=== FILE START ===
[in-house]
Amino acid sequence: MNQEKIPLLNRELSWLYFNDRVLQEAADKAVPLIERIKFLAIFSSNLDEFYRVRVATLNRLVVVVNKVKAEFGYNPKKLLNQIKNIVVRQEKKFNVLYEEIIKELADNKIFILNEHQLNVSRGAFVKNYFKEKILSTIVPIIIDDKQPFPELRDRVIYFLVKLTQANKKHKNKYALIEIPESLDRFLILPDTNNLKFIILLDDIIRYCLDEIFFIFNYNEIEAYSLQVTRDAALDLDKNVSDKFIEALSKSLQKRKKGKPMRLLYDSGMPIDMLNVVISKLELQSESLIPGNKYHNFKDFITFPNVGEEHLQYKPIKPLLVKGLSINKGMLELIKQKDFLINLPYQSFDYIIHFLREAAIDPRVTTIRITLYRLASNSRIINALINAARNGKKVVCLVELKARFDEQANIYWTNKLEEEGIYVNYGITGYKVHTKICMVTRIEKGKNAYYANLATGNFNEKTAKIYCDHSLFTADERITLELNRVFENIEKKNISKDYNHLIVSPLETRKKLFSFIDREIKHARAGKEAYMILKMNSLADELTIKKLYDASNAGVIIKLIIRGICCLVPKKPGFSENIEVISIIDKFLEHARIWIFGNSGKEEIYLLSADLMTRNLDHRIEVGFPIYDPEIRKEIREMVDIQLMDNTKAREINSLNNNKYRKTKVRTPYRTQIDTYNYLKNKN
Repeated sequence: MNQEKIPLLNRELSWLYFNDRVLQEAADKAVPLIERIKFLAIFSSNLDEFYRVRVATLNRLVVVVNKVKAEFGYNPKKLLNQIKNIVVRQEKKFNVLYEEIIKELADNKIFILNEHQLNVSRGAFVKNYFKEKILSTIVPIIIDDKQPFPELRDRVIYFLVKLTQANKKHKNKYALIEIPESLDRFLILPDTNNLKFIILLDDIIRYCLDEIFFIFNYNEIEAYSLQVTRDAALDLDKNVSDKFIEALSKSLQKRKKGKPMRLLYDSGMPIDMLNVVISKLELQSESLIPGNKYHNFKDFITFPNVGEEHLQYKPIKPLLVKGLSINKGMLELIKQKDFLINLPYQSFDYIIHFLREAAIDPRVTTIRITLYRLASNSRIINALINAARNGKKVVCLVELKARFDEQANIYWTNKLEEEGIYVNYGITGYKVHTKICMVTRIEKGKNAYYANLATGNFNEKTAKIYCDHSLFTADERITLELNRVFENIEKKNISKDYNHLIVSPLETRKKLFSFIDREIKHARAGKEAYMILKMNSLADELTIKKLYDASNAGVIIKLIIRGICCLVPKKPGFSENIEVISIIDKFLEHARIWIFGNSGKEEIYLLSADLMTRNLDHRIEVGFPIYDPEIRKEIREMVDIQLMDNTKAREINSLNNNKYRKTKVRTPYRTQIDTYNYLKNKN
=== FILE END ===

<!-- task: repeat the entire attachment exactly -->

[in-house]
Amino acid sequence: MNQEKIPLLNRELSWLYFNDRVLQEAADKAVPLIERIKFLAIFSSNLDEFYRVRVATLNRLVVVVNKVKAEFGYNPKKLLNQIKNIVVRQEKKFNVLYEEIIKELADNKIFILNEHQLNVSRGAFVKNYFKEKILSTIVPIIIDDKQPFPELRDRVIYFLVKLTQANKKHKNKYALIEIPESLDRFLILPDTNNLKFIILLDDIIRYCLDEIFFIFNYNEIEAYSLQVTRDAALDLDKNVSDKFIEALSKSLQKRKKGKPMRLLYDSGMPIDMLNVVISKLELQSESLIPGNKYHNFKDFITFPNVGEEHLQYKPIKPLLVKGLSINKGMLELIKQKDFLINLPYQSFDYIIHFLREAAIDPRVTTIRITLYRLASNSRIINALINAARNGKKVVCLVELKARFDEQANIYWTNKLEEEGIYVNYGITGYKVHTKICMVTRIEKGKNAYYANLATGNFNEKTAKIYCDHSLFTADERITLELNRVFENIEKKNISKDYNHLIVSPLETRKKLFSFIDREIKHARAGKEAYMILKMNSLADELTIKKLYDASNAGVIIKLIIRGICCLVPKKPGFSENIEVISIIDKFLEHARIWIFGNSGKEEIYLLSADLMTRNLDHRIEVGFPIYDPEIRKEIREMVDIQLMDNTKAREINSLNNNKYRKTKVRTPYRTQIDTYNYLKNKN
Repeated sequence: MNQEKIPLLNRELSWLYFNDRVLQEAADKAVPLIERIKFLAIFSSNLDEFYRVRVATLNRLVVVVNKVKAEFGYNPKKLLNQIKNIVVRQEKKFNVLYEEIIKELADNKIFILNEHQLNVSRGAFVKNYFKEKILSTIVPIIIDDKQPFPELRDRVIYFLVKLTQANKKHKNKYALIEIPESLDRFLILPDTNNLKFIILLDDIIRYCLDEIFFIFNYNEIEAYSLQVTRDAALDLDKNVSDKFIEALSKSLQKRKKGKPMRLLYDSGMPIDMLNVVISKLELQSESLIPGNKYHNFKDFITFPNVGEEHLQYKPIKPLLVKGLSINKGMLELIKQKDFLINLPYQSFDYIIHFLREAAIDPRVTTIRITLYRLASNSRIINALINAARNGKKVVCLVELKARFDEQANIYWTNKLEEEGIYVNYGITGYKVHTKICMVTRIEKGKNAYYANLATGNFNEKTAKIYCDHSLFTADERITLELNRVFENIEKKNISKDYNHLIVSPLETRKKLFSFIDREIKHARAGKEAYMILKMNSLADELTIKKLYDASNAGVIIKLIIRGICCLVPKKPGFSENIEVISIIDKFLEHARIWIFGNSGKEEIYLLSADLMTRNLDHRIEVGFPIYDPEIRKEIREMVDIQLMDNTKAREINSLNNNKYRKTKVRTPYRTQIDTYNYLKNKN